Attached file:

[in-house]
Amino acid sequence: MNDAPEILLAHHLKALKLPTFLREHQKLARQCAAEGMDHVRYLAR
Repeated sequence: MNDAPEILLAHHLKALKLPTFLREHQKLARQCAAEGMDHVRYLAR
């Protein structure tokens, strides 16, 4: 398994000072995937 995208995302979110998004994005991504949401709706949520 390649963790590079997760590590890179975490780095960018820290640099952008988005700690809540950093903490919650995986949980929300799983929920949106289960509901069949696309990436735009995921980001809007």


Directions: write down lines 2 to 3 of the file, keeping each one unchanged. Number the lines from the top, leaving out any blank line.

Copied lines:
Amino acid sequence: MNDAPEILLAHHLKALKLPTFLREHQKLARQCAAEGMDHVRYLAR
Repeated sequence: MNDAPEILLAHHLKALKLPTFLREHQKLARQCAAEGMDHVRYLAR